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DYSRHYTHMIAS and INFECTIVE ENDOCARDITIS

 DYSRHYTHMIAS and INFECTIVE ENDOCARDITIS

DYSRHYTHMIAS

 

  1. see also Cardiology Notes
  2. can be transient or permanent, congenital (structurally normal or abnormal) or acquired (toxin, infection)

Sinus Arrhythmia

 

  1. phasic variations with respiration
  2. heard in almost all normal children

Premature Atrial Contractions

 

  1. may be normal variant or can be caused by electrolyte disturbance,
    hyperthyroidism, cardiac surgery, digitalis toxicity

 

Premature Ventricular Contractions (PVCs)

 

  1. common in adolescents
  2. benign if single, uniform, disappear with exercise, no associated structural lesions
  3. if not benign, may degenerate into more severe dysrhythmias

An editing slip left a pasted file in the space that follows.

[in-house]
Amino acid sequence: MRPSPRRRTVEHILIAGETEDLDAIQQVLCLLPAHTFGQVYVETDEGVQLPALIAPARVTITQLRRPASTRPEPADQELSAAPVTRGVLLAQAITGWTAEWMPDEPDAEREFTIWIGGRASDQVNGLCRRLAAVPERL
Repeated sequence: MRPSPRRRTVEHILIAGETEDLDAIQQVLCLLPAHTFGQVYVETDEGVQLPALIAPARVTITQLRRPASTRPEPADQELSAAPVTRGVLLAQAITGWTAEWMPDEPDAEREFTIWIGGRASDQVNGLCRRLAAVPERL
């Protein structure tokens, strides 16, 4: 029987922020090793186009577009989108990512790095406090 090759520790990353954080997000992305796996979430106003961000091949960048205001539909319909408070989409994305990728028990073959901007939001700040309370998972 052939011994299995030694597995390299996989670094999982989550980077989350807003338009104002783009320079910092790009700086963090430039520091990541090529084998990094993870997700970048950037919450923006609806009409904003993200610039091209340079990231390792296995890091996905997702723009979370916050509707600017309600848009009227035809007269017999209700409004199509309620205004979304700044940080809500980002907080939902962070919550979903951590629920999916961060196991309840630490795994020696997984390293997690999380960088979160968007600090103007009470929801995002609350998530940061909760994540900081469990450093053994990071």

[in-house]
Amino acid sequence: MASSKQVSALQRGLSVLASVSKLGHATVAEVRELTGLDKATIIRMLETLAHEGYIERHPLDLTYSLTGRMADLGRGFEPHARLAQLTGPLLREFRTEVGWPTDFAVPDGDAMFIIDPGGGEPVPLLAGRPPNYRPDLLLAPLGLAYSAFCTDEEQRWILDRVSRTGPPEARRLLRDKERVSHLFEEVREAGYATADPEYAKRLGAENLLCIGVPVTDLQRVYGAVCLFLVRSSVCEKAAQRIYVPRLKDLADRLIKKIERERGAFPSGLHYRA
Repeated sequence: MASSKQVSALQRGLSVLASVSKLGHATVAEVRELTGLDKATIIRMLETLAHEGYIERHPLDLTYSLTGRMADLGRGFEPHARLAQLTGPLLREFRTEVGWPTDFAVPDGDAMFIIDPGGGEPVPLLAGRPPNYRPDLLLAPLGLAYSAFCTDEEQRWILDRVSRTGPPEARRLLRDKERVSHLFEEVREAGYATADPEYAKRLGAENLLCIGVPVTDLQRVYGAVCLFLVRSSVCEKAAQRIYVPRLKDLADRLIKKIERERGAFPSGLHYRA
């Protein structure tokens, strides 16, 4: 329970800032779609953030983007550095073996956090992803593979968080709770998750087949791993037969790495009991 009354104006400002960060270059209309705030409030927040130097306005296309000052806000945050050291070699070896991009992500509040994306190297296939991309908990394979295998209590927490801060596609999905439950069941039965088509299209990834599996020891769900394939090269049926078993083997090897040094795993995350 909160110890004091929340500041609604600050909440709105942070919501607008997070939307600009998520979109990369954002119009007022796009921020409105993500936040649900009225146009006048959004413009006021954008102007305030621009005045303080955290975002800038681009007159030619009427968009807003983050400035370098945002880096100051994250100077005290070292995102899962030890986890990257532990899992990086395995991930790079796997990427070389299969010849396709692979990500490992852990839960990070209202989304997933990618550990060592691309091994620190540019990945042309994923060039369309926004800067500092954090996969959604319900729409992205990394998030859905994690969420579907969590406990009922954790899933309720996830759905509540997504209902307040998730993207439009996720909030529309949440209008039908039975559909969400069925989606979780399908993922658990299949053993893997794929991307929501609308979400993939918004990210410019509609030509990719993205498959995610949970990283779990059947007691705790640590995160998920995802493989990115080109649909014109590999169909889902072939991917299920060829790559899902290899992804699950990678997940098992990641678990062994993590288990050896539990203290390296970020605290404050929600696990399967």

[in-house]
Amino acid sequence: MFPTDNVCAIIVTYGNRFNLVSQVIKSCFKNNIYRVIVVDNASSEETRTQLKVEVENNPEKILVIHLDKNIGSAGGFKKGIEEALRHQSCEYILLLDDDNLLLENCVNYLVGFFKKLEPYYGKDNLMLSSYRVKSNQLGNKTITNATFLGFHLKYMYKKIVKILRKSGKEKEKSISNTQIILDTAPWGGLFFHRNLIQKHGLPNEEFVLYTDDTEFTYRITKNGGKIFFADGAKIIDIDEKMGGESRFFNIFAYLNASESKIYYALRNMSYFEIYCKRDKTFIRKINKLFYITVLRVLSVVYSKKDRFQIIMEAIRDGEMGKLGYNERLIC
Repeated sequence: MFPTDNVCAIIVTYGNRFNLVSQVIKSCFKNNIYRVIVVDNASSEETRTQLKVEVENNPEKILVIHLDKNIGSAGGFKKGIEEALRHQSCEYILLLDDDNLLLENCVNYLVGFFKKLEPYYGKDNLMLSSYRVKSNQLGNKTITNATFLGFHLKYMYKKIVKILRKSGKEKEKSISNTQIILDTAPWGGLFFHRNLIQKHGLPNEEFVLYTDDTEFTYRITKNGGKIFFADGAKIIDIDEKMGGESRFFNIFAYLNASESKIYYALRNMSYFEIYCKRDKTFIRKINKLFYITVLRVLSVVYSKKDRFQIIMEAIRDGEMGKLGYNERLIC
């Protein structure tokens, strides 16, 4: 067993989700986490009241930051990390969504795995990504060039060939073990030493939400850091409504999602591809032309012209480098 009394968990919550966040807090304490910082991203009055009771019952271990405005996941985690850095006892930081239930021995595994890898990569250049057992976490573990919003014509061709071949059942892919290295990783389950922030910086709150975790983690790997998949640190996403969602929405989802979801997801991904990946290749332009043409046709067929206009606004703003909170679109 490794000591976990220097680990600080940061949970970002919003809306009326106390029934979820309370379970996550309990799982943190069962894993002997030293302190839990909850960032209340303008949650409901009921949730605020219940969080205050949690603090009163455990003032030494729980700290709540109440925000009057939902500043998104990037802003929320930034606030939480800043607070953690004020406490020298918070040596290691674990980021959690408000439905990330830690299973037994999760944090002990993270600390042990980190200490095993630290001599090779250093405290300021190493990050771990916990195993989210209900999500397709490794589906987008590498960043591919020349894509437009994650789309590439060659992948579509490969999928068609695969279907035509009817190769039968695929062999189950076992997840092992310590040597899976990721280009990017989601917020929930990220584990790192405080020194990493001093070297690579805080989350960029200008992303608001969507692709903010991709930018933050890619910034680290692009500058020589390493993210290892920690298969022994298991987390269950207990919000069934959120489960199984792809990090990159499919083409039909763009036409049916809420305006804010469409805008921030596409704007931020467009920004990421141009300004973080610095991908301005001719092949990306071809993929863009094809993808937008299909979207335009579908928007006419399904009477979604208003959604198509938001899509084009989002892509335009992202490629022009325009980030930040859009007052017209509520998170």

Supraventricular Tachycardia (SVT)

 

  1. most frequent sustained dysarrhythmia in children
  2. not life threatening but can lead to symptoms
  3. caused by re-entry via accessory connection, AV node most common site
  4. characterized by a rate of greater than 210 bpm treatment:  vagal manouver, adenosine, digoxin (except in WPW)

 

 

INFECTIVE ENDOCARDITIS 

 

  1. see also Cardiology Notes
  2. 10-15% of cases are culture negative
  3. Osler's nodes, Janeway's lesions, splinter hemorrhages are late findings in children
  4. antibiotic prophylaxis for prevention is necessary for all patients with:
    • congenital heart disease (except for isolated secundum ASD)
    • rheumatic valve lesions
    • prosthetic heart valves
    • surgical shunts
    • previous endocarditis
    • pacemaker leads
    Osler's nodes

    Osler's nodes

    Janeway's lesions

Janeway's lesions

DYSRHYTHMIAS and INFECTIVE ENDOCARDITIS DYSRHYTHMIAS and INFECTIVE ENDOCARDITIS Reviewed by Radiology Madeeasy on September 05, 2010 Rating: 5
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